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Keep children moving for long-term heart health

10 December 2007

New research from the Children of the 90s study shows that children who are more active have lower blood pressure.

New research from the Children of the 90s study shows that children who are more active have lower blood pressure. And they don’t need to work up a sweat - it is the amount of activity that matters, rather than the intensity.

Raised blood pressure is strongly associated with cardiovascular disease. It can start in childhood and tends to track into adulthood. So controlling blood pressure in the early years could have longterm health benefits.

The ALSPAC study (also known as Children of the 90s) has been following the health and development of 14,000 children since before birth. At age 11, over 5,000 had their blood pressure checked and wore activity monitors which recorded every move they made for up to seven days.

Children whose overall activity levels were around 17% above the average had blood pressure (BP) readings of at least 1% below the average. It was the total amount of time spent moving around that seemed to have the greatest effect on BP, rather than bursts of vigorous activity.

“A 1% difference in BP doesn’t sound much, but it could be clinically significant over the long term,” says lead researcher Dr Sam Leary.

“What’s more, this improvement can be achieved with a very small increase in exercise. 17% above the norm only represents a little extra activity, because average levels are so low. The monitors worn by the 11-year-olds showed that less than 3% of them did the 60 minutes a day of moderate to vigorous activity that the Government recommends. So there’s plenty of scope for improvement.

“Any activity other than lying or sitting contributes to the total volume of activity. So just walking to school instead of going by car is beneficial. Even hiding the TV remote could help!”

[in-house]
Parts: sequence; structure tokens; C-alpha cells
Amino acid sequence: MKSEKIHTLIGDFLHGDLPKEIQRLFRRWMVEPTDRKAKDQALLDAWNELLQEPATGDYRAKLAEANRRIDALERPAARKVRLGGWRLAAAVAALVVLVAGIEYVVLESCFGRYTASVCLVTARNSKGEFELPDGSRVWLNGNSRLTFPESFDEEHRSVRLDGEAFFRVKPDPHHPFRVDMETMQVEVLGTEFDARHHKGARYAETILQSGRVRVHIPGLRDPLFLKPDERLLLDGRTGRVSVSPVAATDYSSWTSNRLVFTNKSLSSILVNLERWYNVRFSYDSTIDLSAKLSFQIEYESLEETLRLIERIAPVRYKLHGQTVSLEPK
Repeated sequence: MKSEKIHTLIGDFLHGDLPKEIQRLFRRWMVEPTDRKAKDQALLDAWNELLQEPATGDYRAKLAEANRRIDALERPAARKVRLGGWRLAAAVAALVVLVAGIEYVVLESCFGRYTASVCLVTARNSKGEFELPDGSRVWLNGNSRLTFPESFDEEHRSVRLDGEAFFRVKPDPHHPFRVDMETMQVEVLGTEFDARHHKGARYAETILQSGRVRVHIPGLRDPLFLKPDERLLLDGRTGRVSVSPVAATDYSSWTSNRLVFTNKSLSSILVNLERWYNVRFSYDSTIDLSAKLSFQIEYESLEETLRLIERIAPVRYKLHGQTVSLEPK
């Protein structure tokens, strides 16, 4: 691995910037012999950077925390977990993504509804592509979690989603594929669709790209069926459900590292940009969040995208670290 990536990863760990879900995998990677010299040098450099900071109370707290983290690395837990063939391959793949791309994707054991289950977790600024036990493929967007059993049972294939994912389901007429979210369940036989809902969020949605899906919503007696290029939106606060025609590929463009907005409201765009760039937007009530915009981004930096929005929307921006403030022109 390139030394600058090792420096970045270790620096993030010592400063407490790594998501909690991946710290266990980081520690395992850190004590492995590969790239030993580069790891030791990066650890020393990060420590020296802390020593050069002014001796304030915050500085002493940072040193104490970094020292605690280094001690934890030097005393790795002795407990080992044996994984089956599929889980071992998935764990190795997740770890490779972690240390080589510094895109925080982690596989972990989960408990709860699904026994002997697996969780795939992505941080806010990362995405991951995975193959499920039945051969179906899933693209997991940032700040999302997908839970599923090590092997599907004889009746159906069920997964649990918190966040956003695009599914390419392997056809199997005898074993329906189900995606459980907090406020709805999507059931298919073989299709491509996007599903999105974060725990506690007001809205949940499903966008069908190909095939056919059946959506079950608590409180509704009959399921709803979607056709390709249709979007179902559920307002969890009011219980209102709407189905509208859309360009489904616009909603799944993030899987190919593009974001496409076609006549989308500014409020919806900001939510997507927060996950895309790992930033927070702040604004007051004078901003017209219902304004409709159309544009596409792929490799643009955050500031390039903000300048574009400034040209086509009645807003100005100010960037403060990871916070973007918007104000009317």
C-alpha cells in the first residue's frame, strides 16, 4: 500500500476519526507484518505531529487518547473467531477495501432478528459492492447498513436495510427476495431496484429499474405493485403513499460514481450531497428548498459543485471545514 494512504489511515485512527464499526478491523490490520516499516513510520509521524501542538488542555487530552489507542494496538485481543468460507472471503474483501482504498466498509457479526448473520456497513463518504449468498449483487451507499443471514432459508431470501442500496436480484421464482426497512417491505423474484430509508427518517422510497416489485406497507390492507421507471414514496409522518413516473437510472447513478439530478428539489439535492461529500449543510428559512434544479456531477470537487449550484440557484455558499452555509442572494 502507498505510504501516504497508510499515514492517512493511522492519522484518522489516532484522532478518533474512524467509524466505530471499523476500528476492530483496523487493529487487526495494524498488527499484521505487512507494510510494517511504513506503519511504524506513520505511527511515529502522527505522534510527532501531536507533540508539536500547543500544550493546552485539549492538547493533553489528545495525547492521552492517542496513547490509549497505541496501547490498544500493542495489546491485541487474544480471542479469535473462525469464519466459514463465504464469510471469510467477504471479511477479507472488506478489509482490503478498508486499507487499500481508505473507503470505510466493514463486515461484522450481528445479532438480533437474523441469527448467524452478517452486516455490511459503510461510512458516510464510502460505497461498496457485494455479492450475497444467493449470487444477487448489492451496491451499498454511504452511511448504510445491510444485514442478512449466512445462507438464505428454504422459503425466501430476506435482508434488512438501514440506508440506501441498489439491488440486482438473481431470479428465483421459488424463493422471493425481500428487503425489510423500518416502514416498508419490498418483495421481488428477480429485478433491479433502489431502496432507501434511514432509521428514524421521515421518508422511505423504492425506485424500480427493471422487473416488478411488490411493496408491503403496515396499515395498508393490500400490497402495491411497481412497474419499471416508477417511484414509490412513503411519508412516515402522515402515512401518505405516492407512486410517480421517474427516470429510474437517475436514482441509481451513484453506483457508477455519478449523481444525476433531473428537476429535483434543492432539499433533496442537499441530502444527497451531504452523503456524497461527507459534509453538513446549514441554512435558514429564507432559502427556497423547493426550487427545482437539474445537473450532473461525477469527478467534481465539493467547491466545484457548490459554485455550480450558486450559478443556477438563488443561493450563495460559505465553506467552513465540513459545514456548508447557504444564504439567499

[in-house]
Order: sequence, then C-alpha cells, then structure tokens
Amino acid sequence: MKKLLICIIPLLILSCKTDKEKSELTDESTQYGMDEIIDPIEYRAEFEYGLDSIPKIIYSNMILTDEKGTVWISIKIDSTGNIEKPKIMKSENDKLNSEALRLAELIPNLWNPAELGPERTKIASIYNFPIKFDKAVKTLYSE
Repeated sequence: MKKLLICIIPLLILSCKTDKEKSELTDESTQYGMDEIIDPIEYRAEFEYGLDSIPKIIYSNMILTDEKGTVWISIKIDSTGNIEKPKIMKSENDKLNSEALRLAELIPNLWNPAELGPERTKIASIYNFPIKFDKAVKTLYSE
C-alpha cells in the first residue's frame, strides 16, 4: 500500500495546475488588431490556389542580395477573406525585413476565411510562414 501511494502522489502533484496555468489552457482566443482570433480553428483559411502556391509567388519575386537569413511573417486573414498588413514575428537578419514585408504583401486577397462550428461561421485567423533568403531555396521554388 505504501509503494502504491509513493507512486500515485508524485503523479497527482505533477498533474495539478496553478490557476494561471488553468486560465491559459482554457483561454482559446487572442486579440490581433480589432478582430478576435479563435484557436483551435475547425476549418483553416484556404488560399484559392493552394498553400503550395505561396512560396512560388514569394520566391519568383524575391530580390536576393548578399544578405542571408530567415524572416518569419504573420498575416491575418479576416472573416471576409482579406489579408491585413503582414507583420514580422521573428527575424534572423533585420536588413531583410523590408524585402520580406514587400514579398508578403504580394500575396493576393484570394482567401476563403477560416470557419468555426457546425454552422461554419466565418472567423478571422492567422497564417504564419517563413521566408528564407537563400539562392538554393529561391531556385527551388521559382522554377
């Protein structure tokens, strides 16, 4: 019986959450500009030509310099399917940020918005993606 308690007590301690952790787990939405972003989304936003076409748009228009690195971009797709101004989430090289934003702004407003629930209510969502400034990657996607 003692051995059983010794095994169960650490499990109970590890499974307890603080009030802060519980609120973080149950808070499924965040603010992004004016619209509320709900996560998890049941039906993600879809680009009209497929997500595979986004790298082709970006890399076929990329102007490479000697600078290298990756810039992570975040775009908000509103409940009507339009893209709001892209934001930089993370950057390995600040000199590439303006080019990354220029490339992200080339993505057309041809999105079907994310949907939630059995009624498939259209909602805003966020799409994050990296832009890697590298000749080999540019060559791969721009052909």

The relationship between physical activity and blood pressure is well-established in adults. But in children the picture has been less clear, because most research has been based on questionnaires, which can be unreliable. The current study, which uses accelerometers, is likely to be more accurate. It is also (as far as Dr Leary is aware) the first study to compare the volume of activity with the intensity.

“Our findings suggest that encouraging children to be more active may help to reduce their current blood pressure, which is likely to track into adulthood and reduce their risk of heart disease,” says Dr Leary.


Physical activity and blood pressure in childhood: findings from a population-based study. Leary S, Ness A, Davey Smith G, Mattocks C, Deere K, Blair S, Riddoch C. Hypertension, the journal of the American Heart Association, 10 December 2007.


  • ALSPAC The Avon Longitudinal Study of Parents and Children (also known as Children of the 90s) is a unique ongoing research project based in the University of Bristol. It enrolled 14,000 mothers during pregnancy in 1991-2 and has followed most of the children and parents in minute detail ever since.
  • The ALSPAC study could not have been undertaken without the continuing financial support of the Medical Research Council, the Wellcome Trust, and the University of Bristol among many others.


This press release in PDF format (PDF, 231kB)

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